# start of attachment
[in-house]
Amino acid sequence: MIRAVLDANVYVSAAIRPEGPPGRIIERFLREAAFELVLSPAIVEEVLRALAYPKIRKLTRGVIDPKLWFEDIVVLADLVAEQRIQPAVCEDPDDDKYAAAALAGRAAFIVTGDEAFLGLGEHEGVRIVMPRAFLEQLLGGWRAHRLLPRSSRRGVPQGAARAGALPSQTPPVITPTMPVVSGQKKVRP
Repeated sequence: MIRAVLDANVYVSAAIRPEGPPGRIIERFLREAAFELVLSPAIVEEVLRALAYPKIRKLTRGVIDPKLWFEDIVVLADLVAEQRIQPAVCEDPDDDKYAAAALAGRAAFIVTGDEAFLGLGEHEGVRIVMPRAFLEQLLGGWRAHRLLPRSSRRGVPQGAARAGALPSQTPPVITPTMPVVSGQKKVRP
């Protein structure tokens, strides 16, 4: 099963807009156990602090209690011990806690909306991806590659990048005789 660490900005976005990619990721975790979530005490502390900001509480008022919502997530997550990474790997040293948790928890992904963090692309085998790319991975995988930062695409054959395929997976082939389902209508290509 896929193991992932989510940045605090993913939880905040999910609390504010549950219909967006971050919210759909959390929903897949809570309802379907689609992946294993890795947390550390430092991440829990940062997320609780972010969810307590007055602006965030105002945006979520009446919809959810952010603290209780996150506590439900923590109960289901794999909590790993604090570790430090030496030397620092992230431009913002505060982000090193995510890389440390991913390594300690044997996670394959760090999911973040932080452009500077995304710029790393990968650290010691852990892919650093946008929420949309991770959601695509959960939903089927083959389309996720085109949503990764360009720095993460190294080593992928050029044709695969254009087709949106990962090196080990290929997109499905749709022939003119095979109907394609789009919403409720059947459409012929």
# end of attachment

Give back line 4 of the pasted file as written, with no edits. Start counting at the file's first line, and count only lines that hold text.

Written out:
């Protein structure tokens, strides 16, 4: 099963807009156990602090209690011990806690909306991806590659990048005789 660490900005976005990619990721975790979530005490502390900001509480008022919502997530997550990474790997040293948790928890992904963090692309085998790319991975995988930062695409054959395929997976082939389902209508290509 896929193991992932989510940045605090993913939880905040999910609390504010549950219909967006971050919210759909959390929903897949809570309802379907689609992946294993890795947390550390430092991440829990940062997320609780972010969810307590007055602006965030105002945006979520009446919809959810952010603290209780996150506590439900923590109960289901794999909590790993604090570790430090030496030397620092992230431009913002505060982000090193995510890389440390991913390594300690044997996670394959760090999911973040932080452009500077995304710029790393990968650290010691852990892919650093946008929420949309991770959601695509959960939903089927083959389309996720085109949503990764360009720095993460190294080593992928050029044709695969254009087709949106990962090196080990290929997109499905749709022939003119095979109907394609789009919403409720059947459409012929």